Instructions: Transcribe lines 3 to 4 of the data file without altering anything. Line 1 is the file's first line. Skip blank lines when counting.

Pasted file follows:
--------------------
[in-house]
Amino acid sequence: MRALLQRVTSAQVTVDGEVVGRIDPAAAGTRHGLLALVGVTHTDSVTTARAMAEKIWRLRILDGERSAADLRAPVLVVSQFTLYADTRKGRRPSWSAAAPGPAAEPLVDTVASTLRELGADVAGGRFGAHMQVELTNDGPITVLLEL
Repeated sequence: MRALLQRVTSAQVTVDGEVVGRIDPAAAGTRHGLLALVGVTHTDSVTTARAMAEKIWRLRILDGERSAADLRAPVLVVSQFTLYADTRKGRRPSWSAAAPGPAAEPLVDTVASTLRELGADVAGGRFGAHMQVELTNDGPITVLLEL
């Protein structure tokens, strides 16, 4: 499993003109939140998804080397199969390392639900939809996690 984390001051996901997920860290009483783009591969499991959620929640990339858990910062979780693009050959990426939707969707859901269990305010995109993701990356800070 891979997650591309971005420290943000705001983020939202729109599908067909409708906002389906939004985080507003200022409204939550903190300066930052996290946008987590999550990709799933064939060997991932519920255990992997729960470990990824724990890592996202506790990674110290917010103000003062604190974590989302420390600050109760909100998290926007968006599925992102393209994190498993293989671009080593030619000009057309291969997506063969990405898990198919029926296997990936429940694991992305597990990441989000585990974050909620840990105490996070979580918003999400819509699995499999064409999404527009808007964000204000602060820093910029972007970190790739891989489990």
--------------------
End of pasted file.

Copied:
Repeated sequence: MRALLQRVTSAQVTVDGEVVGRIDPAAAGTRHGLLALVGVTHTDSVTTARAMAEKIWRLRILDGERSAADLRAPVLVVSQFTLYADTRKGRRPSWSAAAPGPAAEPLVDTVASTLRELGADVAGGRFGAHMQVELTNDGPITVLLEL
């Protein structure tokens, strides 16, 4: 499993003109939140998804080397199969390392639900939809996690 984390001051996901997920860290009483783009591969499991959620929640990339858990910062979780693009050959990426939707969707859901269990305010995109993701990356800070 891979997650591309971005420290943000705001983020939202729109599908067909409708906002389906939004985080507003200022409204939550903190300066930052996290946008987590999550990709799933064939060997991932519920255990992997729960470990990824724990890592996202506790990674110290917010103000003062604190974590989302420390600050109760909100998290926007968006599925992102393209994190498993293989671009080593030619000009057309291969997506063969990405898990198919029926296997990936429940694991992305597990990441989000585990974050909620840990105490996070979580918003999400819509699995499999064409999404527009808007964000204000602060820093910029972007970190790739891989489990």